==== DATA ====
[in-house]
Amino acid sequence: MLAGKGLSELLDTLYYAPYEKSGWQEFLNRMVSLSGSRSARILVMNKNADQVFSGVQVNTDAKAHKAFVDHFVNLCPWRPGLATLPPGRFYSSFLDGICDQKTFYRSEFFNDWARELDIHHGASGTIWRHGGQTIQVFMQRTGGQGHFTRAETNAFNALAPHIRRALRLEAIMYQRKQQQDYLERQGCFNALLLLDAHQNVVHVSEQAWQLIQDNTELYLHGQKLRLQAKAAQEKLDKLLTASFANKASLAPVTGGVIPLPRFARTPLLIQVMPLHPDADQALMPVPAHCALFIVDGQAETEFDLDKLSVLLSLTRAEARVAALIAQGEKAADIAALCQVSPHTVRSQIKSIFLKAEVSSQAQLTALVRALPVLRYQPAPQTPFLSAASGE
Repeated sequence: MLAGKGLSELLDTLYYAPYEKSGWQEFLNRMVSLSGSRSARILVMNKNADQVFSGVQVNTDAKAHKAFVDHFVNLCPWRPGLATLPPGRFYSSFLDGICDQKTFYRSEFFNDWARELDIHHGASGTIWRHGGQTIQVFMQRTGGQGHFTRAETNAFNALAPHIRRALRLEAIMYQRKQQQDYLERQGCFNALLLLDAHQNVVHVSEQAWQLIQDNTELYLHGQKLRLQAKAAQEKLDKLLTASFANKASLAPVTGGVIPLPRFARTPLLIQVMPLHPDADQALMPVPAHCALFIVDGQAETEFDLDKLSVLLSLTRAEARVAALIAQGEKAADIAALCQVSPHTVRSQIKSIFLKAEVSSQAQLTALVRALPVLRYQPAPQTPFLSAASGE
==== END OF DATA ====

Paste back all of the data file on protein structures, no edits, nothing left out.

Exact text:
[in-house]
Amino acid sequence: MLAGKGLSELLDTLYYAPYEKSGWQEFLNRMVSLSGSRSARILVMNKNADQVFSGVQVNTDAKAHKAFVDHFVNLCPWRPGLATLPPGRFYSSFLDGICDQKTFYRSEFFNDWARELDIHHGASGTIWRHGGQTIQVFMQRTGGQGHFTRAETNAFNALAPHIRRALRLEAIMYQRKQQQDYLERQGCFNALLLLDAHQNVVHVSEQAWQLIQDNTELYLHGQKLRLQAKAAQEKLDKLLTASFANKASLAPVTGGVIPLPRFARTPLLIQVMPLHPDADQALMPVPAHCALFIVDGQAETEFDLDKLSVLLSLTRAEARVAALIAQGEKAADIAALCQVSPHTVRSQIKSIFLKAEVSSQAQLTALVRALPVLRYQPAPQTPFLSAASGE
Repeated sequence: MLAGKGLSELLDTLYYAPYEKSGWQEFLNRMVSLSGSRSARILVMNKNADQVFSGVQVNTDAKAHKAFVDHFVNLCPWRPGLATLPPGRFYSSFLDGICDQKTFYRSEFFNDWARELDIHHGASGTIWRHGGQTIQVFMQRTGGQGHFTRAETNAFNALAPHIRRALRLEAIMYQRKQQQDYLERQGCFNALLLLDAHQNVVHVSEQAWQLIQDNTELYLHGQKLRLQAKAAQEKLDKLLTASFANKASLAPVTGGVIPLPRFARTPLLIQVMPLHPDADQALMPVPAHCALFIVDGQAETEFDLDKLSVLLSLTRAEARVAALIAQGEKAADIAALCQVSPHTVRSQIKSIFLKAEVSSQAQLTALVRALPVLRYQPAPQTPFLSAASGE